June 19, 2020
The Maine Department of Health and Human Services (DHHS) has proactively completed outreach to a variety of Maine’s congregate living facilities about their infection control policies and practices in response to COVID-19. This work has informed DHHS about the needs of these facilities and how best to support them in protecting the health and safety of their residents and employees.
Across the country and the globe, managing the spread of COVID-19 in congregate living settings, where groups of people reside in close proximity, has presented considerable challenges. The virus is most likely to spread among people who are in close contact with an infected person.
In Maine, approximately 24% of COVID-19 cases are associated with congregate living facilities, including both residents and staff, according to a Maine CDC analysis of the 2,337 COVID-19 cases recorded from March 12 to May 31. This includes facilities that provide some form of assisted care, such as assisted living and group homes. (Shelters for people experiencing homelessness, academic dormitories, and correctional settings are not included).
As previously announced, DHHS began its outreach in April by contacting nursing facilities, in response to the increasing number of outbreaks in those facilities as the outbreak progressed. Nursing facilities, which are both state-licensed and federally certified, are required to have robust infection control policies and emergency staffing plans. The findings led DHHS to issue an emergency rule to further protect the health and safety of Maine's nursing home residents against the spread of COVID-19. The emergency rule ensures that nursing facilities take measures to prevent and are prepared to effectively respond to COVID-19 and that residents and their loved ones are informed and supported.
DHHS went on to conduct similar outreach to other congregate living facilities: assisted living facilities, adult family care homes, residential care homes for older persons, and agencies that provide homes for adults with intellectual disability or behavioral health needs. These more home-like settings assist adult residents with daily living but do not provide a nursing facility level of care or infection control. They are state-licensed, with the exception of certain one- and two-bed group homes. DHHS began requiring licensure of those homes in April 2019 and all are scheduled to be licensed by the end of the year.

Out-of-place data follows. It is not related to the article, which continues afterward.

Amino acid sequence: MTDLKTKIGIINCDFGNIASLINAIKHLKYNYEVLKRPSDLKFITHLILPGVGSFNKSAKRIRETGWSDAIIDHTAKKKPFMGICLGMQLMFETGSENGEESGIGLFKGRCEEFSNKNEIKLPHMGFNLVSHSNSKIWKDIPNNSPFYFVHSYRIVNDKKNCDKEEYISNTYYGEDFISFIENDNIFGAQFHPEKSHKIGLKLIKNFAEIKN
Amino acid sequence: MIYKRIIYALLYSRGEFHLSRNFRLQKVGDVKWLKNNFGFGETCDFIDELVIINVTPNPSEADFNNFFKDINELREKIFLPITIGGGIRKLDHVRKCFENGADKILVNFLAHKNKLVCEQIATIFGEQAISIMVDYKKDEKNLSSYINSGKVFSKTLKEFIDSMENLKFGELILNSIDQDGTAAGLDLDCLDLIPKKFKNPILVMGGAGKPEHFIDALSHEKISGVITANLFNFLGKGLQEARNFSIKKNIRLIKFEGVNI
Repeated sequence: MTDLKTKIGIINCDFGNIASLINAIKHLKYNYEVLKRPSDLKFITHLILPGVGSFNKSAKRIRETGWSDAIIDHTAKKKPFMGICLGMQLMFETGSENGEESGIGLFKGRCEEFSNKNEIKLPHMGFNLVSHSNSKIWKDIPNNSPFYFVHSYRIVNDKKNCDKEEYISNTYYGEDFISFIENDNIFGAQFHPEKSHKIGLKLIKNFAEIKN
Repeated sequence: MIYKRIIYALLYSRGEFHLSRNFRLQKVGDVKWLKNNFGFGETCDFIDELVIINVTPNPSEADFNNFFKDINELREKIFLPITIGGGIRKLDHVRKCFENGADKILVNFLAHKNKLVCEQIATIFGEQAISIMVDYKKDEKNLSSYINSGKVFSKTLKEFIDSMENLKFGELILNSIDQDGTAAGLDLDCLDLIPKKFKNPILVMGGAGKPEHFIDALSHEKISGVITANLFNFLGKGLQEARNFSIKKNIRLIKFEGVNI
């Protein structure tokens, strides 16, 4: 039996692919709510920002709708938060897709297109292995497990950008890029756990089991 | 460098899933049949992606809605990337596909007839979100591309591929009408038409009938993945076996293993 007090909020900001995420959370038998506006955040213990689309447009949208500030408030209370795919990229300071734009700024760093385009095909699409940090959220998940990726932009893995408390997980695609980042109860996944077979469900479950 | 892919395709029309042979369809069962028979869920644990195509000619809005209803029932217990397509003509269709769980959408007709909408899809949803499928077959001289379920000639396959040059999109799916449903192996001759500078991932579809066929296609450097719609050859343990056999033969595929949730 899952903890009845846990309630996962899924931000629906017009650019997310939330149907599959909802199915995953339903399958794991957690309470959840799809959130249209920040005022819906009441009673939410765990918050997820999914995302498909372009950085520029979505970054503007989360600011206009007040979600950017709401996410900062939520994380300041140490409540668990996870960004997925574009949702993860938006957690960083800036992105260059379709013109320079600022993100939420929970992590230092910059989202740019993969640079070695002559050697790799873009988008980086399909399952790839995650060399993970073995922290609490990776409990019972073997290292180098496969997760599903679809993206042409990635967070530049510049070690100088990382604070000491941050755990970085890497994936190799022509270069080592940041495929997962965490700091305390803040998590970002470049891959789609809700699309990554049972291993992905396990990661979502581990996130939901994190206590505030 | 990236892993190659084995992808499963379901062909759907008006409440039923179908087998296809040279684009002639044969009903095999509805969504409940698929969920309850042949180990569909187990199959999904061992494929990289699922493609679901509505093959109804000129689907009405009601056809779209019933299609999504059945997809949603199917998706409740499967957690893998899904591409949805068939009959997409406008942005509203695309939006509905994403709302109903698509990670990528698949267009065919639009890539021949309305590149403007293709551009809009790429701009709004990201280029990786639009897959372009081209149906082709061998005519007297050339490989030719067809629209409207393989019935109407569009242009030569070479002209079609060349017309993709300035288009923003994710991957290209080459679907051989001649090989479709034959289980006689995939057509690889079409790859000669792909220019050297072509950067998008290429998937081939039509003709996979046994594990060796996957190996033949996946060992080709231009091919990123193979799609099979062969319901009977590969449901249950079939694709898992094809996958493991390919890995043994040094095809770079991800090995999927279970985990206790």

In total, DHHS assessed 566 facilities throughout the state over several weeks under this outreach project, using the U.S. CDC’s Infection Control Assessment and Response Program tool. The assessments revealed a wide range of familiarity with and adherence to infection control practices and some areas for improvement. In response, DHHS has initiated greater outreach to these facilities, including through webinars and dissemination of updated guidance. On June 12, DHHS issued a memo (PDF) highlighting proactive steps facilities should consider to prepare for a potential outbreak. The Department is considering further steps to protect the health and safety of residents and employees of these facilities.
Per Maine CDC policy, universal testing is offered at all congregate living facilities with at least one confirmed case of COVID-19.
The survey findings (PDF) represent a snapshot in time. Summaries for each provider type are available below:
- Assisted living facilities (PDF)
- Adult family care homes (PDF)
- Residential care homes for older persons (Appendix C) (PDF)
- Agencies that provide homes for adults with intellectual disability (IDD) (PDF)
- Agencies that provide homes for adults with behavioral health needs:
- Behavioral health PNMIs
- Substance Use Disorder PNMIs
- APS PNMIs (PDF)